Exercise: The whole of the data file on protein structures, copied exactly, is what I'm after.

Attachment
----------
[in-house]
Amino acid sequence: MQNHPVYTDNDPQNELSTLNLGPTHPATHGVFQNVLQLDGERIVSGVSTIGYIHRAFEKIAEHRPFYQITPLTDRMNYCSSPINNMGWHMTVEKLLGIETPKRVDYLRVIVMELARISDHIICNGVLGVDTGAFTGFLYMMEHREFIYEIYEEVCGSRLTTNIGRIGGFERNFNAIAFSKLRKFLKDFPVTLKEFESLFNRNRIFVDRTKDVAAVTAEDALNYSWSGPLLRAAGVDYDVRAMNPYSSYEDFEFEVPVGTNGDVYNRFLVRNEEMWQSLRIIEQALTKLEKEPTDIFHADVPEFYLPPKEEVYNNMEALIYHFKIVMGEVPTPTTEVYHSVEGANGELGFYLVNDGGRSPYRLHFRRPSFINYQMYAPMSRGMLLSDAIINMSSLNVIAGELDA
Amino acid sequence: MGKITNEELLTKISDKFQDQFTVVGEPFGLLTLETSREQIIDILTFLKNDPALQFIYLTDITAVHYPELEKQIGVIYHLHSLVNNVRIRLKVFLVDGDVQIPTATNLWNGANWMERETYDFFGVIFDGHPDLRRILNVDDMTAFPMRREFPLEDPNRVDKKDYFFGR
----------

[in-house]
Amino acid sequence: MQNHPVYTDNDPQNELSTLNLGPTHPATHGVFQNVLQLDGERIVSGVSTIGYIHRAFEKIAEHRPFYQITPLTDRMNYCSSPINNMGWHMTVEKLLGIETPKRVDYLRVIVMELARISDHIICNGVLGVDTGAFTGFLYMMEHREFIYEIYEEVCGSRLTTNIGRIGGFERNFNAIAFSKLRKFLKDFPVTLKEFESLFNRNRIFVDRTKDVAAVTAEDALNYSWSGPLLRAAGVDYDVRAMNPYSSYEDFEFEVPVGTNGDVYNRFLVRNEEMWQSLRIIEQALTKLEKEPTDIFHADVPEFYLPPKEEVYNNMEALIYHFKIVMGEVPTPTTEVYHSVEGANGELGFYLVNDGGRSPYRLHFRRPSFINYQMYAPMSRGMLLSDAIINMSSLNVIAGELDA
Amino acid sequence: MGKITNEELLTKISDKFQDQFTVVGEPFGLLTLETSREQIIDILTFLKNDPALQFIYLTDITAVHYPELEKQIGVIYHLHSLVNNVRIRLKVFLVDGDVQIPTATNLWNGANWMERETYDFFGVIFDGHPDLRRILNVDDMTAFPMRREFPLEDPNRVDKKDYFFGR